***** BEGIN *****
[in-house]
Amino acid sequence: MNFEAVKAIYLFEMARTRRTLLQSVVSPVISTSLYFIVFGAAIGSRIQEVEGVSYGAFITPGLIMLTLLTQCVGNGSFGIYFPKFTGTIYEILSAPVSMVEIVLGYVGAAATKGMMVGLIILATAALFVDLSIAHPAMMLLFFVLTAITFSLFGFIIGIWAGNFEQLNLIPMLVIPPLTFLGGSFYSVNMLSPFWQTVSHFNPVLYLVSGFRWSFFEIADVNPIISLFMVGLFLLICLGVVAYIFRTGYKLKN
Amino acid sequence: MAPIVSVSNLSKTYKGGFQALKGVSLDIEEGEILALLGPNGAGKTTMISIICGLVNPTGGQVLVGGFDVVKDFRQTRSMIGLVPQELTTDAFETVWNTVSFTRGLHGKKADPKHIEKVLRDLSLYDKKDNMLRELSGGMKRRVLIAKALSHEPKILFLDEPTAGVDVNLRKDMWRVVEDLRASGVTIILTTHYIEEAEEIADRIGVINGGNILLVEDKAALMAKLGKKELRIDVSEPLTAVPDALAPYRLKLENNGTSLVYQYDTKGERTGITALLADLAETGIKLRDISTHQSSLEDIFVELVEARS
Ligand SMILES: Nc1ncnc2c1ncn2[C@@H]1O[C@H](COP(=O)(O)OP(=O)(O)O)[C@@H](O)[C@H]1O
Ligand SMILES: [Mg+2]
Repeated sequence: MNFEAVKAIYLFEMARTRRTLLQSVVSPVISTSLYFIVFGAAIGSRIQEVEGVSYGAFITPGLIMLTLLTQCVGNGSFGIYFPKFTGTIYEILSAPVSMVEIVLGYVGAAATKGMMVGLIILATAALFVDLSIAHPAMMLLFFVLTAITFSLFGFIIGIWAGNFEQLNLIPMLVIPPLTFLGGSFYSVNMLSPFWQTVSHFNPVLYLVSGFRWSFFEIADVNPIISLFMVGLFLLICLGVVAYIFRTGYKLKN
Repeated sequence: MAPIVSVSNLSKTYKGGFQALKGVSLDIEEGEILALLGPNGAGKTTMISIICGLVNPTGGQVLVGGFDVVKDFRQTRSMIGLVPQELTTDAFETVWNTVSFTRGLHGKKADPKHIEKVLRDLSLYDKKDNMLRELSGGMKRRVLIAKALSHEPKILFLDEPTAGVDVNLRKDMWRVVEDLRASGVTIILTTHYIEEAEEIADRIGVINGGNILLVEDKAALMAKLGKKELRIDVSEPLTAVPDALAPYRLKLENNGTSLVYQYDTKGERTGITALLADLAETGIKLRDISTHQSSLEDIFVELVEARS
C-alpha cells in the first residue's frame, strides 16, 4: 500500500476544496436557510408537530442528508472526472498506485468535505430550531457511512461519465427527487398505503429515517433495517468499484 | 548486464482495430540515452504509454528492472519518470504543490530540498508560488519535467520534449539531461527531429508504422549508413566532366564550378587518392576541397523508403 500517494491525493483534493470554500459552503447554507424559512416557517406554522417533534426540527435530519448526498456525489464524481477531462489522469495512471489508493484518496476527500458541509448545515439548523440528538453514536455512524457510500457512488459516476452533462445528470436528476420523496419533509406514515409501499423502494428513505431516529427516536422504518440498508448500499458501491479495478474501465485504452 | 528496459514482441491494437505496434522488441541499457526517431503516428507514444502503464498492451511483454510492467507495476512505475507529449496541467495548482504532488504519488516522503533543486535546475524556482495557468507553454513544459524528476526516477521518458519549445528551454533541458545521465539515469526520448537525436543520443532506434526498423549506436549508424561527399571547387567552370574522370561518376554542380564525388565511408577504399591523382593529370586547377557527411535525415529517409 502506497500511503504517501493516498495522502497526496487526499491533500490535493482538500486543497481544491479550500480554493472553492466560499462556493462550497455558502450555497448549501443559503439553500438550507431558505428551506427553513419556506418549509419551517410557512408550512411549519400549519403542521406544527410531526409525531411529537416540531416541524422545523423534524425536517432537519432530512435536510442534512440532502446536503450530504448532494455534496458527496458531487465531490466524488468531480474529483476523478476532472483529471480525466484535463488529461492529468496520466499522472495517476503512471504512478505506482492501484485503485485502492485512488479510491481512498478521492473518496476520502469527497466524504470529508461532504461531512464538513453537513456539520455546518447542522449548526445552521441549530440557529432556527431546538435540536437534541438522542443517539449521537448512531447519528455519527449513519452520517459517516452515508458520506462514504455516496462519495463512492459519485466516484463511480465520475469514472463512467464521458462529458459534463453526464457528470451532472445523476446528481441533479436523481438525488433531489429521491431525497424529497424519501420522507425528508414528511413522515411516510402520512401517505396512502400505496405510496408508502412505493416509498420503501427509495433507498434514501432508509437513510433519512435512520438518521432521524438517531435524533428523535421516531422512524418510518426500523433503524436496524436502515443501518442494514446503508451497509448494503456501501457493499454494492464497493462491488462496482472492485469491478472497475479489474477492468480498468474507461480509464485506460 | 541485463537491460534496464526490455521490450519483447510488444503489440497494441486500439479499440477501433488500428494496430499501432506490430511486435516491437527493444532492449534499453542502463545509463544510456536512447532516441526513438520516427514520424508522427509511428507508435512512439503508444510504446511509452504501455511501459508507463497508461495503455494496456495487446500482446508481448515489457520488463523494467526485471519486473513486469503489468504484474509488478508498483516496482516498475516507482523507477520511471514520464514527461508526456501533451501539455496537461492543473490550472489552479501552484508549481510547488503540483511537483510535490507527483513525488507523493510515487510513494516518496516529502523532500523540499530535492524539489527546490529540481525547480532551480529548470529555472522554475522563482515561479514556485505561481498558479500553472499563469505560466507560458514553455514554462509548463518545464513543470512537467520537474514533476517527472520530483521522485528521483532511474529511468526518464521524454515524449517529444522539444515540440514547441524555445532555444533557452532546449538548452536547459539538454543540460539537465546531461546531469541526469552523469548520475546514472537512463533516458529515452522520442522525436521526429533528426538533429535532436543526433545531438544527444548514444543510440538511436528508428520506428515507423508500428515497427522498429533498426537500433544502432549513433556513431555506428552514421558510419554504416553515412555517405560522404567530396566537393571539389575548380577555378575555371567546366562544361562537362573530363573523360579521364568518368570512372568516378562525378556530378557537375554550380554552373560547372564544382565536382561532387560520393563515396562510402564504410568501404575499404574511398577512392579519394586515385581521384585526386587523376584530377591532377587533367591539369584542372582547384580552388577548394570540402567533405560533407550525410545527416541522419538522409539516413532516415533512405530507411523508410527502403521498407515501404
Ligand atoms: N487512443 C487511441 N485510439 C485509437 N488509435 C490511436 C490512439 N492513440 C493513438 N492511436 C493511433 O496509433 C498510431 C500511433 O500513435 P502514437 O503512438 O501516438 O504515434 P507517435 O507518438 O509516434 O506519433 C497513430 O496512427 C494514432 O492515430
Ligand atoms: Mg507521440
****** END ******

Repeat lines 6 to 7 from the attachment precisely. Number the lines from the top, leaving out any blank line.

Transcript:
Repeated sequence: MNFEAVKAIYLFEMARTRRTLLQSVVSPVISTSLYFIVFGAAIGSRIQEVEGVSYGAFITPGLIMLTLLTQCVGNGSFGIYFPKFTGTIYEILSAPVSMVEIVLGYVGAAATKGMMVGLIILATAALFVDLSIAHPAMMLLFFVLTAITFSLFGFIIGIWAGNFEQLNLIPMLVIPPLTFLGGSFYSVNMLSPFWQTVSHFNPVLYLVSGFRWSFFEIADVNPIISLFMVGLFLLICLGVVAYIFRTGYKLKN
Repeated sequence: MAPIVSVSNLSKTYKGGFQALKGVSLDIEEGEILALLGPNGAGKTTMISIICGLVNPTGGQVLVGGFDVVKDFRQTRSMIGLVPQELTTDAFETVWNTVSFTRGLHGKKADPKHIEKVLRDLSLYDKKDNMLRELSGGMKRRVLIAKALSHEPKILFLDEPTAGVDVNLRKDMWRVVEDLRASGVTIILTTHYIEEAEEIADRIGVINGGNILLVEDKAALMAKLGKKELRIDVSEPLTAVPDALAPYRLKLENNGTSLVYQYDTKGERTGITALLADLAETGIKLRDISTHQSSLEDIFVELVEARS